A COLORIZED scanning electron micrograph of Mycobacterium tuberculosis, the bacteria that cause TB. — Image via National Institute of Allergy and Infectious Diseases, National Institutes of Health/Flickr

THERE WAS a 57% gap between estimated and notified cases of tuberculosis (TB) in the Philippines in 2020 as TB-related health services were disrupted due to the coronavirus diseases 2019 (COVID-19) pandemic and reversed the gains of previous decades, according to the National Tuberculosis Program’s (NTP) 2021 report.  

The exceptions are Bicol and the Province of Apayao, whose NTP units earned gold awards for recording the highest tuberculosis testing rates in the second quarter of 2021.   

A spokesperson for the Cordillera Administrative Region (CAR) said this was achieved through the multisectoral approach it adopted in close coordination with the Department of Health (DoH) and non-government organizations.  

“This was made possible through the concerted effort and support of the municipal and provincial government of Apayao,” said Lealyn S. Badongen, NTP nurse coordinator of the CAR’s DoH Center for Health Development, in an e-mail to BusinessWorld. “This institutionalized convergence of agencies in the implementation of public health programs allowed us to meet our targets amid the pandemic.”  

A fixed funding mechanism is only one of several factors that can improve testing rates, a spokesperson for the DoH-NTP told BusinessWorld. Other factors that also contribute to such include strengthened policies and health systems capacity.  

Cognizant of the difficulties posed by the ongoing mobility restrictions, the DoH and its international partners are thus recognizing regions and local government units that have continued TB care and services despite the pandemic through the Race to End TB Awards.  

“Timely and accurate diagnostic testing is the gateway to proper TB care and treatment,” DoH Undersecretary Maria Rosario S. Vergeire said in a ceremony that recognized the award winners.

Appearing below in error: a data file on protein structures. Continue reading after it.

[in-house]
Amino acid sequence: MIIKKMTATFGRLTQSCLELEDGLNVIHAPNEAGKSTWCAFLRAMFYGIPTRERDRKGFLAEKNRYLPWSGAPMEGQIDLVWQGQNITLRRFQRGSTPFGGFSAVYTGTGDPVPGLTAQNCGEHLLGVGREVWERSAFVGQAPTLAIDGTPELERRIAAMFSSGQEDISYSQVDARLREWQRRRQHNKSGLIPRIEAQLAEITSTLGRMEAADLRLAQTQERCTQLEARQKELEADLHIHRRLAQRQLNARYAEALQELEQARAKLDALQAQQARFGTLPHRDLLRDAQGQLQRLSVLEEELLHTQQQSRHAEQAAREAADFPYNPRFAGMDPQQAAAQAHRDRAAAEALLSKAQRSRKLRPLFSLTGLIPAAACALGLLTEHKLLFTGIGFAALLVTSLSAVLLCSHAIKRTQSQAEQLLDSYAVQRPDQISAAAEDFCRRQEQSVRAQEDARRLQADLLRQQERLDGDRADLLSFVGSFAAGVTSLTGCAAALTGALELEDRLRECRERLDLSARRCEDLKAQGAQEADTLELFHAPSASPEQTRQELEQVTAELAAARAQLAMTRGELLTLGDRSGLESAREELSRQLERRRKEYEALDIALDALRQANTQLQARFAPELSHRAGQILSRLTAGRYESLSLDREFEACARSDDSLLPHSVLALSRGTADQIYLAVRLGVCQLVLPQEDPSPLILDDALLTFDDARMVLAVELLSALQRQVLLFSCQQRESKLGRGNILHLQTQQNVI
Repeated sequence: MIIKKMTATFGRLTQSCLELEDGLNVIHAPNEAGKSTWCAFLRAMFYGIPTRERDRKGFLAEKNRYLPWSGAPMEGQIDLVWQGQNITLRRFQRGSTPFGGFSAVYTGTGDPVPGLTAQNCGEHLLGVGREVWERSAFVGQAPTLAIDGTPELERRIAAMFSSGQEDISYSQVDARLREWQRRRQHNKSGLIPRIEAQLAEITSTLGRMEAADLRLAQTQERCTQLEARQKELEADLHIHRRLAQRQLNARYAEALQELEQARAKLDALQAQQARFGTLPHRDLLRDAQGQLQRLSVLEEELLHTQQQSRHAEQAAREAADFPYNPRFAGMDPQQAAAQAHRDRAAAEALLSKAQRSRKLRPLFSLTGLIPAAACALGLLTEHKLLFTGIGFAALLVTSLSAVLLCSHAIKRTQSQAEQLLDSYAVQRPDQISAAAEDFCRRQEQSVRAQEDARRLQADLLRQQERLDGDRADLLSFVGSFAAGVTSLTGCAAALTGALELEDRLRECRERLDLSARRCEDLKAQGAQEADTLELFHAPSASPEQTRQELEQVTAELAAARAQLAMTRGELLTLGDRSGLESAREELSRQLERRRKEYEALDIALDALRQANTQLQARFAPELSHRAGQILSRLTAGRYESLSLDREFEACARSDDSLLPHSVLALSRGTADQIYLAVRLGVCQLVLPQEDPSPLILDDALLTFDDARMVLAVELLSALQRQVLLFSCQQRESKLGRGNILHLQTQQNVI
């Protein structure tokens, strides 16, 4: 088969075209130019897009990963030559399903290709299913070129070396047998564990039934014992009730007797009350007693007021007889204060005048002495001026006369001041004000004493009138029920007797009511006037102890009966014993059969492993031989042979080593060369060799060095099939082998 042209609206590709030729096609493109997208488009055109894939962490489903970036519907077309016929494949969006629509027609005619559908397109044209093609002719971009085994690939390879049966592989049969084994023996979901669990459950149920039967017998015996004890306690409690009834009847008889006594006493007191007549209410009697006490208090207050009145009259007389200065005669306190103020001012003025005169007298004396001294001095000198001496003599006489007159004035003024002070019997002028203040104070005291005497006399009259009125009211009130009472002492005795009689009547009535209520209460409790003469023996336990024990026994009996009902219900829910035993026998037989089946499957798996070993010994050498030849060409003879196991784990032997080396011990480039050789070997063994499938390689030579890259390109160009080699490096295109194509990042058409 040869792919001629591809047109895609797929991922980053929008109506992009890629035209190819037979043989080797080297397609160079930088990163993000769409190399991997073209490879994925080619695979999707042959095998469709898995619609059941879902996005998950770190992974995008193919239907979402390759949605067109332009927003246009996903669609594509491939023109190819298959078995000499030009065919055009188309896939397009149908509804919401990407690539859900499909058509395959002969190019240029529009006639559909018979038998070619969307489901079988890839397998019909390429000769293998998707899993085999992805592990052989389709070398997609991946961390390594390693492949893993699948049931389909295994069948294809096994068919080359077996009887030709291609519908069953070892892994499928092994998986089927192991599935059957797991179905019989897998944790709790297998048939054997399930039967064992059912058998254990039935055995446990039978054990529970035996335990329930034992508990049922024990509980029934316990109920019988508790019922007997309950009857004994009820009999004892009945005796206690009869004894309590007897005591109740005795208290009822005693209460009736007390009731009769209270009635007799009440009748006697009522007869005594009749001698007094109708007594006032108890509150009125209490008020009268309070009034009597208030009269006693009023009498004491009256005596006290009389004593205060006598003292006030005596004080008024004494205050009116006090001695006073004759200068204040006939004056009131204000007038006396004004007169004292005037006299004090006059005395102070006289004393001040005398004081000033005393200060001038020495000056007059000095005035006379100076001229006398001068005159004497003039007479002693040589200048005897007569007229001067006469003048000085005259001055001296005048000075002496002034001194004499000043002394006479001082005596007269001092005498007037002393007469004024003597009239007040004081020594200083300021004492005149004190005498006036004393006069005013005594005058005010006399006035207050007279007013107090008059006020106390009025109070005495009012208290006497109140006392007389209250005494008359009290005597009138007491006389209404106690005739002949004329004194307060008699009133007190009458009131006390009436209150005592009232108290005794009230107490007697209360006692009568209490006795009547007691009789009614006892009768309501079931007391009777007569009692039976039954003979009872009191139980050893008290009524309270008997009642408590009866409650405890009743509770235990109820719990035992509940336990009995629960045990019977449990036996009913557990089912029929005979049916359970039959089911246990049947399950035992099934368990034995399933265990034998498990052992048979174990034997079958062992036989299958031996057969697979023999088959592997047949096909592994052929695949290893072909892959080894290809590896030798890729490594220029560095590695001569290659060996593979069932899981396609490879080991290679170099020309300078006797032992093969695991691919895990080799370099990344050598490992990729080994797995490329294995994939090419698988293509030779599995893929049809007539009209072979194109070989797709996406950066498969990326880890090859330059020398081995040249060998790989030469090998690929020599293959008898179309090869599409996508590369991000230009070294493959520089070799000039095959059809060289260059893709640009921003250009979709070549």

Per the NTP’s 2021 report, the repurposing of TB testing sites for COVID-19 testing, lack of manpower, and a lack of personal protective equipment are some of the reasons for the underachievement of population testing last year.  

The Race to End TB online dashboard records the TB testing rates of Apayao and Bicol as 0.53% and 0.21%, respectively. This translates to 53 out of every 100 persons in Apayao, and 21 out of 100 in Bicol. Population testing rate is defined as the proportion of the population who are tested for TB through WHO-recommended diagnostic testing. This is calculated as number of tested divided by total population.  

A gold award was also given to the Bicol Center for Health Development for garnering the highest enrolment rate of bacteriologically-confirmed TB (BCTB) at 48.6%. Recognized too for their performance in the same category were Davao del Sur and the municipalities of Albuera (Leyte), Villaba (Leyte), and Kolambugan (Lanao del Norte).  

Gold awards were likewise given to Region VIII and Region X for their treatment success rate in drug-resistant TB (DRTB) and TB preventive treatment (TPT), respectively. Other best-performing local government units (LGUs) for DRTB treatment success rates include the provinces of Leyte, Camarines Norte, Catanduanes, and Sultan Kudarat, and the municipalities of Palo (Leyte), Basud (Camarines Norte), and Cainta (Rizal).   

Two other LGUs — Iligan City and the municipality of Alitagtag (Batangas) — were recognized for their TB preventive treatment.  

According to the World Health Organization (WHO)’s Global Tuberculosis Report 2020, eight countries — including the Philippines — account for two-thirds of the total incidence of the disease worldwide.  

In the world’s poorest countries, excess deaths from TB could exceed those from the coronavirus itself, said Peter Sands, executive director of the Geneva-based aid body known as the Global Fund.     

Among the preventive measures for stopping the spread of TB are making a home well-ventilated, finishing the medications prescribed, and reducing the stigma that discourages people from getting tested in the first place. — Patricia B. Mirasol